Bcache and LVM non-destructive setup

December 9, 2013 by Quinlan Pfiffer

The filesystem-caching tool bcache was recently added to the linux kernel in 3.10. What it allows you to do is cache both reads and writes on an intermediate device for great system performance. I figured now would be a good time to play with it since I managed to pick up a lot of 4GB SSDs on ebay.

The few tutorials I’ve found suggest that the drives (mechanical and cache) need to be formatted before use. This isn’t really ideal for my setup. Into blocks.

Blocks is a Python 3.3 utility to convert existing block devices and LVMs to bcache devices. It has a pretty good readme which I sugges you at least skim.

Create Cache Device

First of all you’re going to need that actual caching device to be setup first.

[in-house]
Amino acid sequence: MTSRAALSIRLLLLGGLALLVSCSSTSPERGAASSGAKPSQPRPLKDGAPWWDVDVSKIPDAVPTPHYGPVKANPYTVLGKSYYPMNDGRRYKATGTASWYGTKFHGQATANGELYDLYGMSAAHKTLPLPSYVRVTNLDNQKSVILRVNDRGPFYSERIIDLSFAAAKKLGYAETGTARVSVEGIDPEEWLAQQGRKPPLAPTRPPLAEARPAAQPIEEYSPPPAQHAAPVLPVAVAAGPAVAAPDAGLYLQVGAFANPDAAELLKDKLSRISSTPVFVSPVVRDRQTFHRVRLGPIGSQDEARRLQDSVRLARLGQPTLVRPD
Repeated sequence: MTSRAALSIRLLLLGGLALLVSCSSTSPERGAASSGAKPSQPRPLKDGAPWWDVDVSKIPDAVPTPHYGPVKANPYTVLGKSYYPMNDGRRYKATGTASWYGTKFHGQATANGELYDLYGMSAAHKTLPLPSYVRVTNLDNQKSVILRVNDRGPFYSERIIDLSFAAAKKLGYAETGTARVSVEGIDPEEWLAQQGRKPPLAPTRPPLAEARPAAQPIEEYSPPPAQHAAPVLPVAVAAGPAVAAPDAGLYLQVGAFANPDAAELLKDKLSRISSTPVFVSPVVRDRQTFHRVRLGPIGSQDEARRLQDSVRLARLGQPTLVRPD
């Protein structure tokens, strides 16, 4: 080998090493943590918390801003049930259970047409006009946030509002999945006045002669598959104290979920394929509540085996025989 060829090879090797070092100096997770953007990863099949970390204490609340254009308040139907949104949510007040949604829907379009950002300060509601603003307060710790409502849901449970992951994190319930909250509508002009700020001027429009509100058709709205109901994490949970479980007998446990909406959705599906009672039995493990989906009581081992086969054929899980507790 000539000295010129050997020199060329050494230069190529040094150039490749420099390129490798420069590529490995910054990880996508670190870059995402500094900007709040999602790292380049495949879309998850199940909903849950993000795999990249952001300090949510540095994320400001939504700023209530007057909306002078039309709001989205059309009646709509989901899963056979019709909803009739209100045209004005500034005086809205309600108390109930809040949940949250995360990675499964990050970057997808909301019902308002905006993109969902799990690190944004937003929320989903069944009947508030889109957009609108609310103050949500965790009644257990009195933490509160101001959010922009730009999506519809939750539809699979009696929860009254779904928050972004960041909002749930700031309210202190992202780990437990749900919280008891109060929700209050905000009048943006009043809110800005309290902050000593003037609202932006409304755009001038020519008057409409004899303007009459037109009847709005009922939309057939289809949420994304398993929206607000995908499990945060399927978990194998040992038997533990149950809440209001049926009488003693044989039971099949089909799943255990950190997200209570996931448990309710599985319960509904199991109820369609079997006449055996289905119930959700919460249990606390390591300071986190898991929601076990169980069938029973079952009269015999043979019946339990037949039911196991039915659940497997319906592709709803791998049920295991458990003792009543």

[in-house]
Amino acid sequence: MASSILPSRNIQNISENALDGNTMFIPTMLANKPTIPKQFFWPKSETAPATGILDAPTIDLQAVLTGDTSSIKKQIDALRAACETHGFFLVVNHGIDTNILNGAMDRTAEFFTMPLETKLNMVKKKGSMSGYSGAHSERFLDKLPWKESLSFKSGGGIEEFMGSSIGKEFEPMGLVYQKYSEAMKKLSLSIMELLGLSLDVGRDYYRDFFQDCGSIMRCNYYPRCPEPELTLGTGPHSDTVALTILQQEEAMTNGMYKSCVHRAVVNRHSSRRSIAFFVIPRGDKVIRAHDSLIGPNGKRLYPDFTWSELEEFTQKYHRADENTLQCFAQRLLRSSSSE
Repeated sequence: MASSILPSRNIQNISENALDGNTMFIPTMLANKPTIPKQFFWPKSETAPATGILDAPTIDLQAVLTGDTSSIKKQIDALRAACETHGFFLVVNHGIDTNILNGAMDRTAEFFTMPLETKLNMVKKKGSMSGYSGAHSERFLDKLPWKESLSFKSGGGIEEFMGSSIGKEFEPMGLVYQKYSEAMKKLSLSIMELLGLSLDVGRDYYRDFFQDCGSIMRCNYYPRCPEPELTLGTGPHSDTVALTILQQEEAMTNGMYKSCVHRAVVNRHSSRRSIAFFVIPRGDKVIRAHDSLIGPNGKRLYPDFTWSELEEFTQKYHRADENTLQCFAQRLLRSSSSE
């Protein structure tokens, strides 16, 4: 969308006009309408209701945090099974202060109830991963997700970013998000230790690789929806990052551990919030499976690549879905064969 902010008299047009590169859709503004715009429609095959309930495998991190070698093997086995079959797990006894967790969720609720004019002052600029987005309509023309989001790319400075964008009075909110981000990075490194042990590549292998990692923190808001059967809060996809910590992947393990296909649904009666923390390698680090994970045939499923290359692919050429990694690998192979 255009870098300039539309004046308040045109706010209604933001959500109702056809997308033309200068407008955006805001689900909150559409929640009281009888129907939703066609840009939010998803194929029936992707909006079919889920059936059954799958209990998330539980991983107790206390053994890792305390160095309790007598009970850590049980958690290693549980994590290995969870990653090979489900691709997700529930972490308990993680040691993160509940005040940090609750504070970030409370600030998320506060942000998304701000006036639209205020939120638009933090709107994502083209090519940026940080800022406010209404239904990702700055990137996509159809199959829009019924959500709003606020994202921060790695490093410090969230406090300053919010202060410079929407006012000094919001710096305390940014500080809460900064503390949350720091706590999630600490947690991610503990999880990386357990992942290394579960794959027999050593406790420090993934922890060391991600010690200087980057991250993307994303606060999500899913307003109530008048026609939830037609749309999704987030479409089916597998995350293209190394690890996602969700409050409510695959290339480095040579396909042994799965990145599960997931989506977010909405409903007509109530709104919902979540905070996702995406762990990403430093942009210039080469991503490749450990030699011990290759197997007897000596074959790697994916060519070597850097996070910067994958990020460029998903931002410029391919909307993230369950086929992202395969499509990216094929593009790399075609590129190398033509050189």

make-bcache -C /dev/md1

My device is /dev/md1, because I threw two of the SSDs I recieved into a mirrored raid. This command also has the side effect of creating a new bcache set. The UUID for this set is spit out as the Set UUID: output. Mine happens to be c4f68165-bf87-4d29-8e8e-3f3338deb3f9.

Convert Existing Device

From here it’s a rather trivial matter. Supposedly. I downloaded and installed blocks, and then ran:

blocks to-bcache --join=c4f68165-bf87-4d29-8e8e-3f3338deb3f9 /dev/volumegroup/logical_volume

which will do some wizardry and resize and convert the device to a bcache backing device. Or it’s supposed to. Doesn’t quite work yet..

I’ll finish this post once I either get it working or get a response back from the blocks author.

Update: My specific issue was fixed as of here. After updating blocks and making sure everything was working perfectly I ran:

python3.3 -m blocks to-bcache --join=c4f68165-bf87-4d29-8e8e-3f3338deb3f9 /dev/vg/lvm

which successfully completed. After that I had a /dev/bcache0 to mount. Props to g2p.